AN INNOVATIVE new study has uncovered a protein that is fundamental to controlling immune responses, which could provide much needed clarification of why immune T cells fail to eradicate some tumours and chronic infections.
T cells function to identify and destroy infectious bacteria, viruses, and cells that can trigger the development of tumours. When the immune system is threatened, T cells act on control signals from other immune cells, therefore adapting to the specific nature of the invasion. However, these responses often fail and it is this particular occurrence that has driven a recent study to pinpoint the activity of T cells. The researchers, led by Prof Linda Bradley, Immunity and Pathogenesis Program, Sanford Burnham Prebys Medical Discovery Institute, California, USA, observed T cell activity with the aim of shedding new light on the development of chronic diseases.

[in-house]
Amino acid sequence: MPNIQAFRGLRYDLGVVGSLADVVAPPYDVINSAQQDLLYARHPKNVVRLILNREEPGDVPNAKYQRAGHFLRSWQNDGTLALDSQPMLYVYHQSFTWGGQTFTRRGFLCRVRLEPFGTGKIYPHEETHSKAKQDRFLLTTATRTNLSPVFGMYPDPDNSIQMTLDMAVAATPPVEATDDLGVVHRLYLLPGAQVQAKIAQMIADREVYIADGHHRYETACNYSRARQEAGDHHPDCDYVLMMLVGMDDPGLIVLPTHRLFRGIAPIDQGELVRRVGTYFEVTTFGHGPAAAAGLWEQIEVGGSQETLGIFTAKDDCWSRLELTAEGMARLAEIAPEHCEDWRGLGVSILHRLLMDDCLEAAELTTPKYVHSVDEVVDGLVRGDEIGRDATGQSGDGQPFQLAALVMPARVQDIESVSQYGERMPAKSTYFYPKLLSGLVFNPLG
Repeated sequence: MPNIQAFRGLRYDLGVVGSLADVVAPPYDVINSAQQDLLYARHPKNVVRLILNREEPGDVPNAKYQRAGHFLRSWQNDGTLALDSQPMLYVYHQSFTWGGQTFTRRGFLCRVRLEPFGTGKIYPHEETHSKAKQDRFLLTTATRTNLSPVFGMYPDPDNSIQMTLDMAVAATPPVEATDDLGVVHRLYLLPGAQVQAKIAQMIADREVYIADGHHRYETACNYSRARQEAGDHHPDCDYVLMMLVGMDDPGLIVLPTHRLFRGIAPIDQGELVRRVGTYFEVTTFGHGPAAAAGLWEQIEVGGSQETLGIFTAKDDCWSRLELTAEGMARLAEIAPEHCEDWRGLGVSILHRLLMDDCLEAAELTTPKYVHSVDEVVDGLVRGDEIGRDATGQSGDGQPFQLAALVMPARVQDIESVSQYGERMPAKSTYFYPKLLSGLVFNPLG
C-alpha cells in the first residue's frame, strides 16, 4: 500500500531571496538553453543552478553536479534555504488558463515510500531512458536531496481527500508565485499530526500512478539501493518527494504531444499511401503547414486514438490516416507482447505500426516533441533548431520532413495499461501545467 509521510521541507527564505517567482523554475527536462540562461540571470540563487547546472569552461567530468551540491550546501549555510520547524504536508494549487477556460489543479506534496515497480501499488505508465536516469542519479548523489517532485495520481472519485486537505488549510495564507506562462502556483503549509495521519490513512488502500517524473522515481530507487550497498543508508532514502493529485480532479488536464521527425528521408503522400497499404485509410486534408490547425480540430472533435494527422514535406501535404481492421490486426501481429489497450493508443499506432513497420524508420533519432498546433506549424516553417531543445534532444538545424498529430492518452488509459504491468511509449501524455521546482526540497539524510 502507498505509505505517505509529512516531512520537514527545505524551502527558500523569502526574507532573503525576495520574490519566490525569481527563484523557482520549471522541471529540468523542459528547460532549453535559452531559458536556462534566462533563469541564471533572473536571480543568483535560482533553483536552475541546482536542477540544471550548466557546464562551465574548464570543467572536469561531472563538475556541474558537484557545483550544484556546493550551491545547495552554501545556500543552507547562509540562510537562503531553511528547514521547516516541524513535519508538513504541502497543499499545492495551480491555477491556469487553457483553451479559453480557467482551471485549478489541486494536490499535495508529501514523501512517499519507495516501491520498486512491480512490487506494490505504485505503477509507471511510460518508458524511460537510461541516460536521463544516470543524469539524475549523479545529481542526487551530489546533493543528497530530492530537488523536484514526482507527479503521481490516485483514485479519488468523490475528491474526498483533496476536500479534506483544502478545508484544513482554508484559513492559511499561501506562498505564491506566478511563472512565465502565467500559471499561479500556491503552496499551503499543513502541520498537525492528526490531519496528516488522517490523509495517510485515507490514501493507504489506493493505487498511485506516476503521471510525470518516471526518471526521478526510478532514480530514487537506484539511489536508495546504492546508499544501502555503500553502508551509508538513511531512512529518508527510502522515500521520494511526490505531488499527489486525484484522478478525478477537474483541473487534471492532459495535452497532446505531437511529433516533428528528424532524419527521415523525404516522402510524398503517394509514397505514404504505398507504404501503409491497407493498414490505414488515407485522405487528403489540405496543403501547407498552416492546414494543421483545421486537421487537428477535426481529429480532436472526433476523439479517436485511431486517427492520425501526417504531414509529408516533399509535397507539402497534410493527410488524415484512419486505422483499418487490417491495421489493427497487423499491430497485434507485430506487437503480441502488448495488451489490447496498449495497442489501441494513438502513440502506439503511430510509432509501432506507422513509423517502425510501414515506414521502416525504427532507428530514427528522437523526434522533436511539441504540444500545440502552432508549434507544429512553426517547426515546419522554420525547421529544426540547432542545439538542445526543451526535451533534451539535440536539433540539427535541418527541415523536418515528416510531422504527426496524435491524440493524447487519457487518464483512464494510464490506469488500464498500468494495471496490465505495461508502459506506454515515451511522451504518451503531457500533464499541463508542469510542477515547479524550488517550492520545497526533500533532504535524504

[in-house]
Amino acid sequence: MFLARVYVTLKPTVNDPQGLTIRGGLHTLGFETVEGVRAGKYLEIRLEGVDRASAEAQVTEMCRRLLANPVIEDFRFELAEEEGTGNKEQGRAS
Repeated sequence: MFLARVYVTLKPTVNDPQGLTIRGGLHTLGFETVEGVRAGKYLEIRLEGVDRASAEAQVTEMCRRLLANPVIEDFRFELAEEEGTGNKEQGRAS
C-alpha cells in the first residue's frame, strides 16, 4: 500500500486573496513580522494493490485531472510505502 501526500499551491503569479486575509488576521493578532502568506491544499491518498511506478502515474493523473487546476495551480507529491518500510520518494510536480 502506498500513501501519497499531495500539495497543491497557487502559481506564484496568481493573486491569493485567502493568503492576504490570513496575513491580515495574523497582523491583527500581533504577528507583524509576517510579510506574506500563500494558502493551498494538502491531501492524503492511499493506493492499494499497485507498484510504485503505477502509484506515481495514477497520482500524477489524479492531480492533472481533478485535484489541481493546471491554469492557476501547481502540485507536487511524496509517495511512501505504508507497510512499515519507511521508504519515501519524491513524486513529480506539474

“We discovered that a protein on the surface of T cells, P-selectin glycoprotein ligand 1 (PSGL1), acts as a negative regulator of T cell function. PSGL1 has the broad capacity to dampen T cell signals and promote the exhaustion of T cells in viral and tumour mouse models,” remarked Prof Bradley. When the theory was tested on mice that were bred to lack PSGL1, it was found that T cells remained active for a considerably longer period of time and subsequently eliminated lymphocytic choriomeningitis virus. When the same mice were injected with melanoma cells, tumour growth was stunted. The results therefore indicated that PSGL1 functions to regulate T cell responses, a breakthrough that could transform the way that diseases and infections are treated.
Significantly, the study demonstrates that the use of PSGL1 could have multifaceted treatment benefits for a number of chronic conditions. Prof Bradley suggested that entirely blocking the protein could improve immune response to cancer and viral infections, namely hepatitis. In addition, increasing the level of PSGL1 may obstruct immune response which could prove highly effective for treating autoimmune diseases. Following this successful discovery, the team of researchers are now embarking on an investigation into how the PSGL1 target might work alongside existing anti-cancer drugs to maximise the impact of immunotherapy.